What is COPD?
COPD is a common condition caused mainly by smoking and can lead to long-term breathing problems. Symptoms include shortness of breath, and cough with sputum production due to airways and lung damage. Infection can trigger severe symptoms, with breathing becoming worse and increased cough and sputum. This is more commonly known as an exacerbation or 'flare-up' which can cause further damage to lung function. Frequent exacerbations can lead to hospital admissions, reduced quality of life, and increase the risk of death.
Why did we do this review?
We wanted to know whether one preventative antibiotic was better than another preventative antibiotic in reducing exacerbations, and improving quality of life for people with COPD.
What evidence did we find?
We found two randomised trials, including 391 people with COPD. The participants had an average age of 68 years. The first study included three groups of COPD patients taking either moxifloxacin (daily for 5 days every 4 weeks), doxycycline (daily for 13 weeks) or azithromycin (3 times per week for 13 weeks). The second study investigated the use of doxycycline (daily) in addition to roxithromycin (daily) for 12 weeks in COPD. Our main outcomes were number of exacerbations, quality of life, serious side effects (known as 'adverse events') and antibiotic resistance.
Results and conclusions
Overall, we were unable to determine any difference between one antibiotic compared with each other in improving the main outcomes we measured.
We were unclear whether one antibiotic was better or worse than another in terms of reducing exacerbations or improving quality of life. Neither of the studies reported a comparison between antibiotics for drug resistance.
In one study lasting 13 weeks we found no serious side effects of taking moxifloxacin, azithromycin or doxycycline, and no deaths were reported. In the other study, very similar numbers of people experienced serious side effects in both the combined antibiotic and single antibiotic treatment groups after 12 weeks of treatment and 48 weeks of follow-up. However, the numbers were small so we are not sure if one treatment option may cause more side effects than the other. In the same study, five people in the combined treatment group died, compared to three people in the single treatment group. Again, these numbers are too small to draw any conclusions.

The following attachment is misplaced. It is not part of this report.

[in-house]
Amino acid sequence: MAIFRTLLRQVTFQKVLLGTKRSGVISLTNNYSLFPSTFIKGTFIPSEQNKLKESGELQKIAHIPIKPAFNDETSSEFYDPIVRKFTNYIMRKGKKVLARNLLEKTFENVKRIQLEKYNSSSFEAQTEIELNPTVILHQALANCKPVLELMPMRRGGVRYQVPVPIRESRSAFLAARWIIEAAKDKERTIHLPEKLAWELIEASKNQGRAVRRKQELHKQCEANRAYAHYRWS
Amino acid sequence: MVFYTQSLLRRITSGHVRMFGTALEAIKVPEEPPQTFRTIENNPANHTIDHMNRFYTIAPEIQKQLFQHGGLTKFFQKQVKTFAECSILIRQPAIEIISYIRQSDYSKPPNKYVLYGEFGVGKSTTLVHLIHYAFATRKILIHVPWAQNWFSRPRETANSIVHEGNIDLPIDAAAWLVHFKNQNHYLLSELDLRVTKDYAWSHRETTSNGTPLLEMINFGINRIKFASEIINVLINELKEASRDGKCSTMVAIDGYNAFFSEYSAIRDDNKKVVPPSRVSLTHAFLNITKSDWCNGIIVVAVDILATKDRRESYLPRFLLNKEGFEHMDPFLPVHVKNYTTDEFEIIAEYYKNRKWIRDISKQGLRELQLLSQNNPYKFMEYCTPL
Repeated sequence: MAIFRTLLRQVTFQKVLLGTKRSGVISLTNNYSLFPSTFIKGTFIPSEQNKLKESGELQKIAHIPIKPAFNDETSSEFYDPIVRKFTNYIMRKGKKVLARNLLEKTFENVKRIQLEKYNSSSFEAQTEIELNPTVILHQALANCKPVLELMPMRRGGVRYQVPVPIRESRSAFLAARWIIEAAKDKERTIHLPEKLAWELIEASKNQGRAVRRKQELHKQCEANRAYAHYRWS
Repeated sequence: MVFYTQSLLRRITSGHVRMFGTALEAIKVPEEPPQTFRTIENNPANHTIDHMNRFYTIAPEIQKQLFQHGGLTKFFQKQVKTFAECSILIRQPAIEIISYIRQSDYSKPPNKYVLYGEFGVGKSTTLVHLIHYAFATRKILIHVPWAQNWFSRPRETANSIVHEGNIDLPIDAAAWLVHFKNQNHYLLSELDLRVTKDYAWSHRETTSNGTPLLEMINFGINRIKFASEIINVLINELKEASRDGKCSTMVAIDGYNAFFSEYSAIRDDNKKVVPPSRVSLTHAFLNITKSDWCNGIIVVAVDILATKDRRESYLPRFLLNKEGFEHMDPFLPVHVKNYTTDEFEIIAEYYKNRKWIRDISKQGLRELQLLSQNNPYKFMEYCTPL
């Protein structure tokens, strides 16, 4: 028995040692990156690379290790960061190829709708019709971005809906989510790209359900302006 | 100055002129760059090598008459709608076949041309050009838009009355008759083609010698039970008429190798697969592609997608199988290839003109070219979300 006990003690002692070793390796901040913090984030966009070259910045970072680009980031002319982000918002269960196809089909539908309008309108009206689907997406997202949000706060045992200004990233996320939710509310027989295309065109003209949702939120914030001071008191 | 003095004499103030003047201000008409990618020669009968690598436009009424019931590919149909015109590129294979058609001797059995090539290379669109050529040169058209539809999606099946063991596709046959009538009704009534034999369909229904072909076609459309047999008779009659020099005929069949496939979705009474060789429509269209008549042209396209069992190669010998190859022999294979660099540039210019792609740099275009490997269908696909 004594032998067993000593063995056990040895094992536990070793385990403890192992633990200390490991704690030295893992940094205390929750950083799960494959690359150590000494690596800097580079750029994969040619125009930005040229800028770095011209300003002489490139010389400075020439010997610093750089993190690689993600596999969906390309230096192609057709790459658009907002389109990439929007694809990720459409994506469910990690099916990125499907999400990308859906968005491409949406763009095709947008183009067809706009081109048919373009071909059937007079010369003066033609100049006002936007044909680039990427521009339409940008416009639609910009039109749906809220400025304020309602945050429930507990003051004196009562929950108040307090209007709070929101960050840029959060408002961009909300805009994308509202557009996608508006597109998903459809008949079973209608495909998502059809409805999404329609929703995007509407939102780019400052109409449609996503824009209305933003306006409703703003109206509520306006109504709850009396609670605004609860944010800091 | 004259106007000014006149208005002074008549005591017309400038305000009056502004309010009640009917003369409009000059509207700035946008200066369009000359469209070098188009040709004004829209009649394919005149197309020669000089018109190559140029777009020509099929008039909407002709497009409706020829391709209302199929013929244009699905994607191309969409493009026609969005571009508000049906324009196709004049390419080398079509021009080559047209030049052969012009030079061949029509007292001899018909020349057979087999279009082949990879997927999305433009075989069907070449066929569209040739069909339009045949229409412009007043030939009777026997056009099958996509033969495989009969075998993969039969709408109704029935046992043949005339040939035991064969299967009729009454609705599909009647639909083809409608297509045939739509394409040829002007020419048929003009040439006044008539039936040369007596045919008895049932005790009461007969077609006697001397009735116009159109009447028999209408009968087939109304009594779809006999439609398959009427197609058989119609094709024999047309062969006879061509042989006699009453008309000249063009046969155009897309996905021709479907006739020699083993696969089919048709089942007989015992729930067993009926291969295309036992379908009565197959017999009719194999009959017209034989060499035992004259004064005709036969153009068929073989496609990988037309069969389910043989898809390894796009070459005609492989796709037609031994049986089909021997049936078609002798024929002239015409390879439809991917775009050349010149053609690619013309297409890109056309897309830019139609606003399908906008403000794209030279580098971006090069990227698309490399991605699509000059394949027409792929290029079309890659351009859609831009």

Certainty of the evidence
We were very uncertain about the results due to finding only two small studies that gave people with COPD antibiotics for only 12 or 13 weeks. The studies only looked at four different antibiotics and did not measure all the things we were interested in.
It is not clear from the evidence included in this review whether there is a difference in efficacy or safety between different classes or regimens of prophylactic antibiotic, given for 12 to 13 weeks to people with COPD. Whilst no head-to-head comparisons of antibiotic resistance were identified, concerns about this continue. The sample size in this review is small and both included studies are of short duration. Thus, there is considerable uncertainty in effects observed and the effects of different prophylactic antibiotics requires further research.
Chronic obstructive pulmonary disease (COPD; including chronic bronchitis and emphysema) is a chronic respiratory condition characterised by shortness of breath, cough and recurrent exacerbations. Long-term antibiotic use may reduce both bacterial load and inflammation in the airways. Studies have shown a reduction of exacerbations with antibiotics in comparison to placebo in people with COPD, but there are concerns about antibiotic resistance and safety.
To compare the safety and efficacy of different classes of antibiotics (continuous, intermittent or pulsed) for prophylaxis of exacerbations in patients with COPD.
We searched the Cochrane Airways Group Trials Register and bibliographies of relevant studies. The latest literature search was conducted on 6 February 2019.